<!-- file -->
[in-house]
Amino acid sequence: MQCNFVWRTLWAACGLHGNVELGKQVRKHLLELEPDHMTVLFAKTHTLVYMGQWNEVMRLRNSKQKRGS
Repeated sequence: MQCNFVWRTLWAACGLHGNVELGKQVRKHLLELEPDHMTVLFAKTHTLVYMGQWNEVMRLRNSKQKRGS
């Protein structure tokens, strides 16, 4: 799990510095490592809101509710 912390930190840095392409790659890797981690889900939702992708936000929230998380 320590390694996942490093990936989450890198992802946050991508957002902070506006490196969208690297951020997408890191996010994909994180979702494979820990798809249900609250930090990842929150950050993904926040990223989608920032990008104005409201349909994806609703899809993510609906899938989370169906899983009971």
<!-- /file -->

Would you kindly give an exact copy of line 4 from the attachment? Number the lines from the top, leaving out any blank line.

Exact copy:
């Protein structure tokens, strides 16, 4: 799990510095490592809101509710 912390930190840095392409790659890797981690889900939702992708936000929230998380 320590390694996942490093990936989450890198992802946050991508957002902070506006490196969208690297951020997408890191996010994909994180979702494979820990798809249900609250930090990842929150950050993904926040990223989608920032990008104005409201349909994806609703899809993510609906899938989370169906899983009971």